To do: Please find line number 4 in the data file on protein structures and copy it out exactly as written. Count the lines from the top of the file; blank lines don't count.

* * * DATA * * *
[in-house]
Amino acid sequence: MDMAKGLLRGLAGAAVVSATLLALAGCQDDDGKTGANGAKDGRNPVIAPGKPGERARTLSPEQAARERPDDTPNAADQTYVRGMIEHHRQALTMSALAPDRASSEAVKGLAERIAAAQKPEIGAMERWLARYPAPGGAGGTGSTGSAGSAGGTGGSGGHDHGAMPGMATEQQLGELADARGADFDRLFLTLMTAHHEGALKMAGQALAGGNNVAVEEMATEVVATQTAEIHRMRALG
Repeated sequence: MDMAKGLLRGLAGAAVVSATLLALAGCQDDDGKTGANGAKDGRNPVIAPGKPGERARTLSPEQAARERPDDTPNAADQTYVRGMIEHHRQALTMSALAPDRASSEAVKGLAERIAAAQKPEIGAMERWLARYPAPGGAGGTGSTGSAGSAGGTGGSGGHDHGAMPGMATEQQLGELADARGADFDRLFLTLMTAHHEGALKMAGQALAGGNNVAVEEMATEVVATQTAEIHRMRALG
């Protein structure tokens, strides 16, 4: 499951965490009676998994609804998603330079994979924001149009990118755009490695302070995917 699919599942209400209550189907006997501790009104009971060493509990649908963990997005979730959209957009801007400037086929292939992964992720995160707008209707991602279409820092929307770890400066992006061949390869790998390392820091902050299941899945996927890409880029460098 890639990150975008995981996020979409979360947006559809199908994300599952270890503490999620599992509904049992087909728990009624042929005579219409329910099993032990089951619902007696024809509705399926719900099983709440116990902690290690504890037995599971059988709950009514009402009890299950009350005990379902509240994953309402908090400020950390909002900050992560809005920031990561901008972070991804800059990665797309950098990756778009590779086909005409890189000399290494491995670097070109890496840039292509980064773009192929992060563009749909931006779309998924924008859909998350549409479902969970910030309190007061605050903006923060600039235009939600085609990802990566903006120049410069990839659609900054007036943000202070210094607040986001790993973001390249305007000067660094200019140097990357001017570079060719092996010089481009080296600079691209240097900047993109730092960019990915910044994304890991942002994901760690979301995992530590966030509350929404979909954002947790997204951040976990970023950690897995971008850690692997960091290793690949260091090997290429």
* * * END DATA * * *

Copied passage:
């Protein structure tokens, strides 16, 4: 499951965490009676998994609804998603330079994979924001149009990118755009490695302070995917 699919599942209400209550189907006997501790009104009971060493509990649908963990997005979730959209957009801007400037086929292939992964992720995160707008209707991602279409820092929307770890400066992006061949390869790998390392820091902050299941899945996927890409880029460098 890639990150975008995981996020979409979360947006559809199908994300599952270890503490999620599992509904049992087909728990009624042929005579219409329910099993032990089951619902007696024809509705399926719900099983709440116990902690290690504890037995599971059988709950009514009402009890299950009350005990379902509240994953309402908090400020950390909002900050992560809005920031990561901008972070991804800059990665797309950098990756778009590779086909005409890189000399290494491995670097070109890496840039292509980064773009192929992060563009749909931006779309998924924008859909998350549409479902969970910030309190007061605050903006923060600039235009939600085609990802990566903006120049410069990839659609900054007036943000202070210094607040986001790993973001390249305007000067660094200019140097990357001017570079060719092996010089481009080296600079691209240097900047993109730092960019990915910044994304890991942002994901760690979301995992530590966030509350929404979909954002947790997204951040976990970023950690897995971008850690692997960091290793690949260091090997290429």